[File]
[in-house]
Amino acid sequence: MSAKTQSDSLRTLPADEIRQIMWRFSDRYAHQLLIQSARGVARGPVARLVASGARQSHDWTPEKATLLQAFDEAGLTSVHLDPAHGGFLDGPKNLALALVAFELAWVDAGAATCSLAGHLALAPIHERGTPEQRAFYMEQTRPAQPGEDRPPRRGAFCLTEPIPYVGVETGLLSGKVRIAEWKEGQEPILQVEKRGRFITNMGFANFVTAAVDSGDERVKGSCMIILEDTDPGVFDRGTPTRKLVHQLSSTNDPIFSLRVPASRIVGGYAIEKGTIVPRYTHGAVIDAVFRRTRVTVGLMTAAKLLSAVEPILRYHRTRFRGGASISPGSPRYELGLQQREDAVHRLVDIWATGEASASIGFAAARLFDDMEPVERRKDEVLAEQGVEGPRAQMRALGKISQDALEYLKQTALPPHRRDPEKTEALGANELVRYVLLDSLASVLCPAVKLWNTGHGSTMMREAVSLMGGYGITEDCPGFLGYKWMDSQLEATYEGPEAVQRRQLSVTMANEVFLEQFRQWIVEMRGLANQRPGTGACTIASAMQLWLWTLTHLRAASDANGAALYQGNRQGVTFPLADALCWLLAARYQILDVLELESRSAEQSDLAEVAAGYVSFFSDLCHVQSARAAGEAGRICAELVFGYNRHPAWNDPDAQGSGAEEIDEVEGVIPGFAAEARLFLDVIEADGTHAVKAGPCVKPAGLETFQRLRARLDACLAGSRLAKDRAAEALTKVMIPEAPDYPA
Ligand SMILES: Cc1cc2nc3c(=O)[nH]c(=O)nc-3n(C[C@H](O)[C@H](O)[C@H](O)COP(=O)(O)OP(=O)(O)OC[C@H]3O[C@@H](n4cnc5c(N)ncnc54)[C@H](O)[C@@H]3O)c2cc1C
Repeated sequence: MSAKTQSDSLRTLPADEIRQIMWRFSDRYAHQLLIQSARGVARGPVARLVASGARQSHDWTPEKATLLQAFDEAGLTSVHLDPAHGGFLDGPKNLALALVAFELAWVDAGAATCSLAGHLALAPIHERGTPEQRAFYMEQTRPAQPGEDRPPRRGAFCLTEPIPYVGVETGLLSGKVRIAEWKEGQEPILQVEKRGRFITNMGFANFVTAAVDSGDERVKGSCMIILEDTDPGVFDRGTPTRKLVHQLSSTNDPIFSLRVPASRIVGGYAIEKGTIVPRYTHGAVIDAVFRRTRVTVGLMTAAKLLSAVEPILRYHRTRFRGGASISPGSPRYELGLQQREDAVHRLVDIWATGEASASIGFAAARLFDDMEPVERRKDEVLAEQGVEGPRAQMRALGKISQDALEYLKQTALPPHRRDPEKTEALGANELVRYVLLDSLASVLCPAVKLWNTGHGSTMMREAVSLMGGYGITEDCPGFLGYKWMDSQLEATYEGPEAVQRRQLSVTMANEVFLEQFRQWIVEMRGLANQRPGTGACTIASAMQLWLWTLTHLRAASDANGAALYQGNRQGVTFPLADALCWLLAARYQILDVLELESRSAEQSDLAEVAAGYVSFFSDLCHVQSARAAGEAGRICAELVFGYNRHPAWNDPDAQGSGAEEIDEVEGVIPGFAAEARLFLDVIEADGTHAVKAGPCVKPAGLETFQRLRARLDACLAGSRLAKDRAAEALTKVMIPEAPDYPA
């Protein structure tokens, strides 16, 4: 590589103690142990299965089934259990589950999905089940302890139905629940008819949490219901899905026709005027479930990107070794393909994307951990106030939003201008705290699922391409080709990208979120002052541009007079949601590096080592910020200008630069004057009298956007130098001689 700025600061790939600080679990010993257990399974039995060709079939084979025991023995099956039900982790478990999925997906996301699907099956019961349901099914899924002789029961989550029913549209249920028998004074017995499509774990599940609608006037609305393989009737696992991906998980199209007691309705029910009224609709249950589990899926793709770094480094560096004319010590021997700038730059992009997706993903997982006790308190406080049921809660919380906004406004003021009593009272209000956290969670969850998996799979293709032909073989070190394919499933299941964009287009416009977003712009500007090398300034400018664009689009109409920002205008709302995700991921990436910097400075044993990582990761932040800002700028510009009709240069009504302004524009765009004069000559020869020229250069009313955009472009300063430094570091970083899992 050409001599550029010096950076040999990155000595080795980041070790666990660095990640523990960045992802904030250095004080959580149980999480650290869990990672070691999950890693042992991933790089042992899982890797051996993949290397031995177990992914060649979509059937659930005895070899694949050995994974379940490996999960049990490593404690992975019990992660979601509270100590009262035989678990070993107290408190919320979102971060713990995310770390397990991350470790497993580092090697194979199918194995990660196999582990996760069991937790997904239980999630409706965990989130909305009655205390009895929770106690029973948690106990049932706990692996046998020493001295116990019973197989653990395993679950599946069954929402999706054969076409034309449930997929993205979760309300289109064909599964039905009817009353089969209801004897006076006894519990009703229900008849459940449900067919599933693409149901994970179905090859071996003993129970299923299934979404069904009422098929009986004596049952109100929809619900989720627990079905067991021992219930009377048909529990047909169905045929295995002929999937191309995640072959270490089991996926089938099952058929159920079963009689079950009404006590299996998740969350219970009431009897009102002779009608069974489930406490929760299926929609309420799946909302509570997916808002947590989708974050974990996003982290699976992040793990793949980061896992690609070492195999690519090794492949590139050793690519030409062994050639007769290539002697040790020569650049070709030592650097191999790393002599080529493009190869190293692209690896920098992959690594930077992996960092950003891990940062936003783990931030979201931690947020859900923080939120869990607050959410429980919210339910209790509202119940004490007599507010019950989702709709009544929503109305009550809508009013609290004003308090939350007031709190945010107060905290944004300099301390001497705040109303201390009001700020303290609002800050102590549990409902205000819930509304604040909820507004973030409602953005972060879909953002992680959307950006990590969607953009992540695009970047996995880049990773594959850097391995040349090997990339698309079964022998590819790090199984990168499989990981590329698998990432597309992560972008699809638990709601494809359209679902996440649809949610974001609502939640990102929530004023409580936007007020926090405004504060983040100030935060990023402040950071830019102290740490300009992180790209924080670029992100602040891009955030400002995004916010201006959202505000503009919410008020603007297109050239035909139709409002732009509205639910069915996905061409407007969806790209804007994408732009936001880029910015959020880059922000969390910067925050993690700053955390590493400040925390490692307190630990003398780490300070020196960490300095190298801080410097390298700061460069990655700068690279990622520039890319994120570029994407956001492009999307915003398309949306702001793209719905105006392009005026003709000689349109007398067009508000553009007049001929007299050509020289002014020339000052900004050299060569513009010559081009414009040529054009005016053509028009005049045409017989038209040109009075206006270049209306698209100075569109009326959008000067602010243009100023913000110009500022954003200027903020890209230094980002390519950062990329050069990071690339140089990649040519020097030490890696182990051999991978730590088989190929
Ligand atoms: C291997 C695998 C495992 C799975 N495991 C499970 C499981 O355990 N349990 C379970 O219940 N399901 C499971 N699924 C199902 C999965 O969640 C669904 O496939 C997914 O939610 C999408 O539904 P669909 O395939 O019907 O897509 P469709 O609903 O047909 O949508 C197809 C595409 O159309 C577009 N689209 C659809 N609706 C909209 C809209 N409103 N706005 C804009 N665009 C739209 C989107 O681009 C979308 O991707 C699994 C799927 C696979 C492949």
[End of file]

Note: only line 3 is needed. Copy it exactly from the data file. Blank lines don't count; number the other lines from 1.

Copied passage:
Ligand SMILES: Cc1cc2nc3c(=O)[nH]c(=O)nc-3n(C[C@H](O)[C@H](O)[C@H](O)COP(=O)(O)OP(=O)(O)OC[C@H]3O[C@@H](n4cnc5c(N)ncnc54)[C@H](O)[C@@H]3O)c2cc1C